But Daniel Ortega captured the hearts of the post-Guevara generation when he led the rag-tag men and women of the Sandinista National Liberation Front (FSLN) into Managua in July 1979 after overthrowing dictator Anastasio Somoza in a guerrilla war that had soaked Nicaragua's streets in blood. As "co-ordinator" of the revolution, a man who had spent seven years in Somoza's jails, often tortured, no one batted an eyelid when the Sandinistas appointed him President of Nicaragua, a post he held until world pressure forced him to hold free elections in 1990.
As Sandinista leader, Ortega became the new symbol of revolution 20 years after Guevara and Fidel Castro had overthrown Cuba's dictator, Fulgencio Batista. And with Guevara long dead - killed in Bolivia in 1967 - and Castro deep frozen inside the Cold War - Ortega became the biggest thorn in the flesh of the United States, the focal point of Ronald Reagan's anti-communist paranoia.
His confiscation of property and land, including from American owners, did not add to his popularity in the United States.
Reagan called him a "tin-pot dictator". His successor, George Bush, called him "a skunk at a garden party". Genuinely fearing that the Sandinistas would spread their revolution north, up through Central America and Mexico, Reagan ordered border patrol guards in such cities as Brownsville, Texas, to be on extra alert.
More seriously, using the CIA, President Reagan encouraged and financed the remnants of dictator Somoza's feared National Guardsmen to form the "Contras" - short for "Counter-Revolutionaries" - a right-wing guerrilla group aimed at overthrowing the Sandinistas and restoring a government more amenable to the Reagan administration. Based across the Nicaraguan border in Honduras and Costa Rica, the Contras launched hit-and-run attacks, carried out massacres and engaged in combat with the Sandinistas, which left tens of thousands of Nicaraguans dead.
Like Castro, Ortega thrived on the Americans' hang-ups. He flirted openly with the Cuban leader and became chummy with Iraq's Saddam Hussein and Libya's Colonel Muammar Gaddafi. And like Castro, his image of pariah to yuppie America made him even more of a hero to socialist-minded youth and intellectuals around the world.
Young people flocked to Nicaragua to help pick coffee beans "for the revolution". Usually sandal-wearing backpackers with little money to spend on hotels with hot water, they became known as "the Sandalistas," revolutionary hippies.Even their Nicaraguan hosts mocked their body odours.
With the decline of the Soviet Union, and an increasingly isolated economy, faith in the Sandinistas faded throughout the Eighties. What had started as a "National Liberation Front" in the jungles of Costa Rica and underground in the slums of cities such as Managua and Leon, had become a disunited party, proven inept at managing the economy. Nicaraguans were increasingly critical of the ongoing war footing - though largely promoted by the CIA- backed Contras - and the conscription and budget needed to maintain an army seen only as a symbol of defiance against the US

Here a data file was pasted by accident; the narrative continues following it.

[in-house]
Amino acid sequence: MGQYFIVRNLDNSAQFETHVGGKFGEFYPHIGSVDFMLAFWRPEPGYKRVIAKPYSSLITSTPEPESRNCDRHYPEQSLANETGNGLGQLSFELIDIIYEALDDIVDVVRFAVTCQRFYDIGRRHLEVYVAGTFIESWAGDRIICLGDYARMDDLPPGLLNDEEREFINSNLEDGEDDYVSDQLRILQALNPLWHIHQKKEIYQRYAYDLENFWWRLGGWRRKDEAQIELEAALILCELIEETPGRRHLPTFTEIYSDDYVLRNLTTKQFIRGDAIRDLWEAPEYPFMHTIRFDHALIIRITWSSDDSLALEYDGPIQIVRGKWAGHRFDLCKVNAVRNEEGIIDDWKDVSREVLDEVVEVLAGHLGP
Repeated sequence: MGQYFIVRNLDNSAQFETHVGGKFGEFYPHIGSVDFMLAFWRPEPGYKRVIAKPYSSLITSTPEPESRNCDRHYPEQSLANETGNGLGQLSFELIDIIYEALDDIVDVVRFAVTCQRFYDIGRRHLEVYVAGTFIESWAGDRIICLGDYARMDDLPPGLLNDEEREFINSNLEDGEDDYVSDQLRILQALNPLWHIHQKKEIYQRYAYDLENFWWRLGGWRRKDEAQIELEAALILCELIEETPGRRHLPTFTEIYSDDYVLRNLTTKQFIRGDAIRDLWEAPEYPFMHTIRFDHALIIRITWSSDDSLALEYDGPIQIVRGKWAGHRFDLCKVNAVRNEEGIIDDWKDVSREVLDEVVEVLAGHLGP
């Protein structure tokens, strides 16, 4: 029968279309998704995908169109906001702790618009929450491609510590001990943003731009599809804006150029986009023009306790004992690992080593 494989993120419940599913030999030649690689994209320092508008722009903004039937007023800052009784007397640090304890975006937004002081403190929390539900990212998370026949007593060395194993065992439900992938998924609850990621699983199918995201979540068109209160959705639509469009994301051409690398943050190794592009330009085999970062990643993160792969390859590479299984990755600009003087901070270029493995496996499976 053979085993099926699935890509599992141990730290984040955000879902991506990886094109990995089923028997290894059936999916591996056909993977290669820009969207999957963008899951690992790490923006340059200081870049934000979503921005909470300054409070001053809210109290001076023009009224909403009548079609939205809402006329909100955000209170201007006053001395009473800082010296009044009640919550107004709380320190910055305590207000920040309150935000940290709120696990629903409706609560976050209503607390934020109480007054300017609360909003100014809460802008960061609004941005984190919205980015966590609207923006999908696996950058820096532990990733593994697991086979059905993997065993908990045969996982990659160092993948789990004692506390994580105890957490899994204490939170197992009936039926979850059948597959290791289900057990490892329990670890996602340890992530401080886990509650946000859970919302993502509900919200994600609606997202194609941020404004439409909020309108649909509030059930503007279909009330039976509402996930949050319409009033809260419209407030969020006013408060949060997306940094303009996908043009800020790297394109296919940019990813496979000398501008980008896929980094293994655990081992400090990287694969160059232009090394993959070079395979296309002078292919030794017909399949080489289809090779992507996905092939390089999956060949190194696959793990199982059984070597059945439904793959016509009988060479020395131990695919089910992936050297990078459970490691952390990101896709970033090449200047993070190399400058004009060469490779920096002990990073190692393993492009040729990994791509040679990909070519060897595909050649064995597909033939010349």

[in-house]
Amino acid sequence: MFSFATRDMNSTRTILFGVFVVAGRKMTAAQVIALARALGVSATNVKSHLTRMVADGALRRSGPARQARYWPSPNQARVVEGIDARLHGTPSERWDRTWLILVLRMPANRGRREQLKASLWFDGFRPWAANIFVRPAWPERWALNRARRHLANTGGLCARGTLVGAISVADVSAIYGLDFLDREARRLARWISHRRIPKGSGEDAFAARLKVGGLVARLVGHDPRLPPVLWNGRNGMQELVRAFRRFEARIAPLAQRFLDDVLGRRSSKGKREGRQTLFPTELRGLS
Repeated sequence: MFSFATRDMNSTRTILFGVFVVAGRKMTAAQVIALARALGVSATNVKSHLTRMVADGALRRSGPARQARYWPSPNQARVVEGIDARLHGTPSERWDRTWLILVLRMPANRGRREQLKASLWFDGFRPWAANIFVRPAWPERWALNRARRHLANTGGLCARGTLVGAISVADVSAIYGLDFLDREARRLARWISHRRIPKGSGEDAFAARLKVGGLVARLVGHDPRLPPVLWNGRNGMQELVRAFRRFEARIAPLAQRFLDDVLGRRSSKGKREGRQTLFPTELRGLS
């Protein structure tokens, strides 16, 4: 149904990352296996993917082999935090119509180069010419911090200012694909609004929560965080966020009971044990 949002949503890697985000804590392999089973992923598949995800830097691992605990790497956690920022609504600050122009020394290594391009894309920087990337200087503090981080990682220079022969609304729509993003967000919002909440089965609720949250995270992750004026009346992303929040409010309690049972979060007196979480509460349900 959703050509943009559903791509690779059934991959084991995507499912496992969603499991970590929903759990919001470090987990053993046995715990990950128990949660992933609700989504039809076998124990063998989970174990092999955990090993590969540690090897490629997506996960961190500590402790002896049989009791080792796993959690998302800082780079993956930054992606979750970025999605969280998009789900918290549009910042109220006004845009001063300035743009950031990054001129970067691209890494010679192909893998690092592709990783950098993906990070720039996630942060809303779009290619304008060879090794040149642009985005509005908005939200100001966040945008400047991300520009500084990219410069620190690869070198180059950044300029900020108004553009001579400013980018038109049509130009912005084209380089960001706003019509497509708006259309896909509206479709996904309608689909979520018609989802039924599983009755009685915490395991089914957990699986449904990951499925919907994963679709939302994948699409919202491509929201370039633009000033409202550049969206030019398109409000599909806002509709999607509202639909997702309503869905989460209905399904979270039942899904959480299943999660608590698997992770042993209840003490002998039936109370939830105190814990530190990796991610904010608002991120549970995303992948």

But when Ortega, under worldwide pressure, finally held free elections in 1990, few doubted that his charisma would pull him through for a further six years. Probably because Nicaraguans had learnt to keep their opinions to themselves through years of dictatorship, as well as under the Sandinistas' no-nonsense internal security agents, the polls turned out to be all wrong. Conservative grandmother Violetta Chamorro won easily.
Ortega, now 52, has been opposition leader ever since, often disrupting public life by organising strikes and regularly threatening to take up arms again, a threat few, if any, Nicaraguans ever take seriously. In 1996 he lost again, this time to conservative Arnoldo Aleman, the current president, who had been jailed by the Sandinistas and seen his coffee farm confiscated.
That defeat came despite an American-style campaign and a complete change of image by the Sandinista leader.
Gone was the fiery anti-American rhetoric, replaced by calls for friendly relations. Gone were the horn-rimmed spectacles, replaced by contact lenses. Gone were the cowboy shirts with rolled-up sleeves, replaced by choirboy- like white collarless smocks. Gone was the old revolutionary Sandinista anthem with its exhortation to "fight the Yanqui, enemy of humanity", replaced by Beethoven's Ode to Joy.
Ortega even brought in former "Contra" guerrillas to his campaign, including the notorious Commander Mack, once photographed ordering one of his men to cut a peasant's throat, in an effort to win conservative votes. But all to no avail. Ortega lost again and, despite being re-elected Sandinista leader at the party's Congress last weekend, four days before his stepdaughter lodged criminal sexual abuse charges, few Nicaraguans believe he will be a presidential candidate next time round.
Even if the rape and sexual abuse charges do not stick, his stepdaughter's detailed allegations have undoubtedly hurt Mr Ortega's image at home and abroad. When she announced the charges on Wednesday Zoilamerica Narvaez, now 30, was heckled by a few hardline Sandinista women - shouting "crazy woman, degenerate!" but backed by other women chanting "Keep up the fight".
Many Nicaraguan women, including Sandinistas, say the party always had a macho bent, shown by the relatively few women given senior government positions, despite having served as foot soldiers in the guerrilla war and revolution. "Women were always manipulated under Sandinismo," Nicaraguan political analyst Moises Hassan, a former Sandinista, was recently quoted as saying. "It's a farce."Reuse content